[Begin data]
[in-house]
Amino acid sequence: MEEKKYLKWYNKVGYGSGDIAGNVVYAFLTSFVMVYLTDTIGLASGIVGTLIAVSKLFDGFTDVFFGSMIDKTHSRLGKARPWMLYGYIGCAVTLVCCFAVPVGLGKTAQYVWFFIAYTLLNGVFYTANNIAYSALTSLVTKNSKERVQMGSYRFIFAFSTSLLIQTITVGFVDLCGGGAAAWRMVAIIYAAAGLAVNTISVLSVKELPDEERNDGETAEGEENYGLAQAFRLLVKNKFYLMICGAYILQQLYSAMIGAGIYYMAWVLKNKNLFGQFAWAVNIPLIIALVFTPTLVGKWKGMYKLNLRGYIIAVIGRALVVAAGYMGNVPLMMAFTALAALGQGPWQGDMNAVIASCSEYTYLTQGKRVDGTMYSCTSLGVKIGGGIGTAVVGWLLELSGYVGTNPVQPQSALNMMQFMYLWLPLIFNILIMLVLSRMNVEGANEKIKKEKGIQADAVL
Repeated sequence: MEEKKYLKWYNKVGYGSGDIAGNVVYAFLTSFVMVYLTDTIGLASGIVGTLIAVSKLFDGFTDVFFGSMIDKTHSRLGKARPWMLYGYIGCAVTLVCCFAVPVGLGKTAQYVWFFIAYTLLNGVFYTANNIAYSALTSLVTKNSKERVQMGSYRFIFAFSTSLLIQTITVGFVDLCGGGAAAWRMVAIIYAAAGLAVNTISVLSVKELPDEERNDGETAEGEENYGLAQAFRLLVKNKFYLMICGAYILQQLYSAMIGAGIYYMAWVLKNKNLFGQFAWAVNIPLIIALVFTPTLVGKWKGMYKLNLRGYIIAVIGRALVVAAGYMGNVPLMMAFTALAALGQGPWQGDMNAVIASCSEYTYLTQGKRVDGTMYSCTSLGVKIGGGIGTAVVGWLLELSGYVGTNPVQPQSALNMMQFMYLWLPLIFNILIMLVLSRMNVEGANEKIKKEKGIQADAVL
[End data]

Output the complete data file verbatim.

[in-house]
Amino acid sequence: MEEKKYLKWYNKVGYGSGDIAGNVVYAFLTSFVMVYLTDTIGLASGIVGTLIAVSKLFDGFTDVFFGSMIDKTHSRLGKARPWMLYGYIGCAVTLVCCFAVPVGLGKTAQYVWFFIAYTLLNGVFYTANNIAYSALTSLVTKNSKERVQMGSYRFIFAFSTSLLIQTITVGFVDLCGGGAAAWRMVAIIYAAAGLAVNTISVLSVKELPDEERNDGETAEGEENYGLAQAFRLLVKNKFYLMICGAYILQQLYSAMIGAGIYYMAWVLKNKNLFGQFAWAVNIPLIIALVFTPTLVGKWKGMYKLNLRGYIIAVIGRALVVAAGYMGNVPLMMAFTALAALGQGPWQGDMNAVIASCSEYTYLTQGKRVDGTMYSCTSLGVKIGGGIGTAVVGWLLELSGYVGTNPVQPQSALNMMQFMYLWLPLIFNILIMLVLSRMNVEGANEKIKKEKGIQADAVL
Repeated sequence: MEEKKYLKWYNKVGYGSGDIAGNVVYAFLTSFVMVYLTDTIGLASGIVGTLIAVSKLFDGFTDVFFGSMIDKTHSRLGKARPWMLYGYIGCAVTLVCCFAVPVGLGKTAQYVWFFIAYTLLNGVFYTANNIAYSALTSLVTKNSKERVQMGSYRFIFAFSTSLLIQTITVGFVDLCGGGAAAWRMVAIIYAAAGLAVNTISVLSVKELPDEERNDGETAEGEENYGLAQAFRLLVKNKFYLMICGAYILQQLYSAMIGAGIYYMAWVLKNKNLFGQFAWAVNIPLIIALVFTPTLVGKWKGMYKLNLRGYIIAVIGRALVVAAGYMGNVPLMMAFTALAALGQGPWQGDMNAVIASCSEYTYLTQGKRVDGTMYSCTSLGVKIGGGIGTAVVGWLLELSGYVGTNPVQPQSALNMMQFMYLWLPLIFNILIMLVLSRMNVEGANEKIKKEKGIQADAVL